Sun | Dec 10, 2017

Socials patients to leave Falmouth hospital - Dr Tufton … to be observed by Infirmary Expansion Programme

Published:Wednesday | October 18, 2017 | 12:00 AMLeon Jackson
Health Minister Dr Christopher Tufton

Western Bureau:

The Western Regional Health Authority (WRHA) is soon to be relieved of the responsibility of caring for the 10 social patients now occupying much-needed bed space at Falmouth Hospital, thanks to the timely intervention of Health Minister Dr Christopher Tufton.

Speaking with The Gleaner following his participation in Sunday's Jamaica National Building Society Usain Bolt 10K Run and 5K Fun Run in Falmouth, the health minister told The Gleaner that the social patients, who are costing the WRHA $130,000 per day, will become part of a proposed Infirmary Expansion Programme.

"We have an arrangement with Food For The Poor to embark on an Infirmary Expansion Programme. This is in exchange for the Government assigning a nurse to provide support for those who might have chronic illnesses like stroke," said Tufton.

According to Tufton, the programme is slated to begin as soon as the expansion to the Falmouth Infirmary is complete and the patients in question are transferred from the hospital to that facility.

Within recent times, Dr Ken-Garfield Douglas, who heads the WRHA has been bemoaning the fact that social patients, who for the most part are fairly healthy, are occupying much-needed spaces to the detriment of sick persons who cannot be admitted at the hospital because of the unavailability of beds.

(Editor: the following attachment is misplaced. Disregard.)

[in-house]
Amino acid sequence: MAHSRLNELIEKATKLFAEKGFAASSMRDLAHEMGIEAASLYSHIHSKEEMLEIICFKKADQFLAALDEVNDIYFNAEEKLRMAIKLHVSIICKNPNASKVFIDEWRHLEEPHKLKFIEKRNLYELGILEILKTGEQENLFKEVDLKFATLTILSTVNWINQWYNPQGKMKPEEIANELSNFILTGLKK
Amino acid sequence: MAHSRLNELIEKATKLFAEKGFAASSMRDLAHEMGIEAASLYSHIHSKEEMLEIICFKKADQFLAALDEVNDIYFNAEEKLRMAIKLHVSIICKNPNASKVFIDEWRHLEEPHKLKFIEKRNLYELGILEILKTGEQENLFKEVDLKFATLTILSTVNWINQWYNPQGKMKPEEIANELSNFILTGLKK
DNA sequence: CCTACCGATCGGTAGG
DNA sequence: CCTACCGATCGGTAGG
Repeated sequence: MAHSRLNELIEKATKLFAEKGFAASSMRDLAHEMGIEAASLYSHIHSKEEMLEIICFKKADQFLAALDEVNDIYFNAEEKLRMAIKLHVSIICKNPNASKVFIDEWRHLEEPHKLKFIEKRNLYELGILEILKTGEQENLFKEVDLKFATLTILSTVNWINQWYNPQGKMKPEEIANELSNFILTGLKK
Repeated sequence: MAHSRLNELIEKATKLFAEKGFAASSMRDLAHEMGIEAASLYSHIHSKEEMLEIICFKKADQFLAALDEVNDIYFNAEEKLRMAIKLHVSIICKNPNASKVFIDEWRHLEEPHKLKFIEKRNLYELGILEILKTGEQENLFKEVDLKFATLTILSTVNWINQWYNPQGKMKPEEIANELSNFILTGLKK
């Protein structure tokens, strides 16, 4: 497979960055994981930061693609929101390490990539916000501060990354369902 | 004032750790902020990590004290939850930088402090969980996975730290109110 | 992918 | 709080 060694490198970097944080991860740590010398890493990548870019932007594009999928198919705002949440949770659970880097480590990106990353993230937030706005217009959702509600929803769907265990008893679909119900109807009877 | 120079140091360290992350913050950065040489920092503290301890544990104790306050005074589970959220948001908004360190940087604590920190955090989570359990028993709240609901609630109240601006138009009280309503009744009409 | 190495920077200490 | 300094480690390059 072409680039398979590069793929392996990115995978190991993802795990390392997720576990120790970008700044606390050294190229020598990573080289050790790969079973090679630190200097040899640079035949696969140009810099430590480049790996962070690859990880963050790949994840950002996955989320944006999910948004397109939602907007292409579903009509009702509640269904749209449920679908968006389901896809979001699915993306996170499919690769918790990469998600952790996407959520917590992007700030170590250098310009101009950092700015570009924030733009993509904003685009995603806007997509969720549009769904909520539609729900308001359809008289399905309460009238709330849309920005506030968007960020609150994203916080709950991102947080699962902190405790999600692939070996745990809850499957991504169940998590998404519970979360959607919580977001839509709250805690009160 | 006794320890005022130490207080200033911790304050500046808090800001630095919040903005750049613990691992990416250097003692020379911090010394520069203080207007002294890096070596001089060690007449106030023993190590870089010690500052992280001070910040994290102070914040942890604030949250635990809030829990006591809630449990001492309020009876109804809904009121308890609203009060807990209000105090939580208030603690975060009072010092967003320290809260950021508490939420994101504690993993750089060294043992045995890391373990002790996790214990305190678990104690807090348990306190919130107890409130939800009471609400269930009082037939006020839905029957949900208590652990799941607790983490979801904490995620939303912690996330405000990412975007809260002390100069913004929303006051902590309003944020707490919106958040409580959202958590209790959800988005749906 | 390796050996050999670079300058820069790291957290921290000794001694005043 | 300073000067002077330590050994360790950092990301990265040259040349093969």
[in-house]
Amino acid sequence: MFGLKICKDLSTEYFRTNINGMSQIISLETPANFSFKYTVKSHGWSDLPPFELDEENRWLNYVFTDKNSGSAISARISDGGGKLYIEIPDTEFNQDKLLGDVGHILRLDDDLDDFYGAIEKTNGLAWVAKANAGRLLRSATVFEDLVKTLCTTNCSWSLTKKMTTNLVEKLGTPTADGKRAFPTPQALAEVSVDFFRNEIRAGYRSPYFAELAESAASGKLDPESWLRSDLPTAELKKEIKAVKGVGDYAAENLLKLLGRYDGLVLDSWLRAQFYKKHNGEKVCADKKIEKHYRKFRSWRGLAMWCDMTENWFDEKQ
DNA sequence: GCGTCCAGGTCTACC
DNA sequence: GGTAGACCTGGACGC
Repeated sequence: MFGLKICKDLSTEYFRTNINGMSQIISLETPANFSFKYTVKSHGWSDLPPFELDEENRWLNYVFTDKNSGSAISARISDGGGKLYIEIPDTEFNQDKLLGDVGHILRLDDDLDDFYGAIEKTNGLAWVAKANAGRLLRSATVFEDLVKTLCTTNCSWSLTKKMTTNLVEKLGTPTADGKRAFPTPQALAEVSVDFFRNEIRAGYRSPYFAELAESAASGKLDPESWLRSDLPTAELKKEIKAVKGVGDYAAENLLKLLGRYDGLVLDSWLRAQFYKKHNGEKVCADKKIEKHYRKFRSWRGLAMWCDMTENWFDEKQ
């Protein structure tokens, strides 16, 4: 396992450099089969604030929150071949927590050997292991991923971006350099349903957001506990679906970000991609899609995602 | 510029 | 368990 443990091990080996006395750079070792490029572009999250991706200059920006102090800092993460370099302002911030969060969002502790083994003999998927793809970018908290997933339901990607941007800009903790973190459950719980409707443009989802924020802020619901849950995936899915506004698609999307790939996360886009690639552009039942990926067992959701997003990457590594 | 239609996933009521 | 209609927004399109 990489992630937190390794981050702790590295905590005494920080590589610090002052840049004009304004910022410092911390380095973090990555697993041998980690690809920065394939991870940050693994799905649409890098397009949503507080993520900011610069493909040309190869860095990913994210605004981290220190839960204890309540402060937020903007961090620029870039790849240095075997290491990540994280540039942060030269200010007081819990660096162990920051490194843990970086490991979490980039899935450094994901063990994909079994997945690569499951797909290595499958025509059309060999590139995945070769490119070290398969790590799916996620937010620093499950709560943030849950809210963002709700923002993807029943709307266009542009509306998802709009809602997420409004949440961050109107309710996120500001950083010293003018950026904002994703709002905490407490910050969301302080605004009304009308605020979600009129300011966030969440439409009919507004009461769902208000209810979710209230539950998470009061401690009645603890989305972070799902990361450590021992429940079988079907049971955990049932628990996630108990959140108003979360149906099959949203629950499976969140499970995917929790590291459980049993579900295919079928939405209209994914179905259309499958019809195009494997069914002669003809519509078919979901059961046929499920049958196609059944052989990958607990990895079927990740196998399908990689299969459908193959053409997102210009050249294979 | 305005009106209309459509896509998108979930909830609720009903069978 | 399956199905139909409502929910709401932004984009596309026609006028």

"The hospital's duty is to rehabilitate sick people, not to be responsible for their post-rehabilitative care," said Douglas, in asking for the removal of the social patients from the hospital. "It is most unreasonable to have legitimate patients sitting on a chair for days waiting for bed space which is occupied by healthy social patients."

Douglas recently made an urgent plea to the Trelawny Municipal Corporation to take the social patients off the hands of the WRHA, saying the corporation's clinging to an old 1940 law, which allows it to be derelict of its duty to provide space for its social patients, should be disregarded, as it is not longer relevant.

The issue of social patients is rampant all over western Jamaica, as more and more persons are being abandoned at hospitals by relatives who are not able to care for them. Last year, Cornwall Regional Hospital, much to the chagrin of the WRHA, had more than 30 social patients.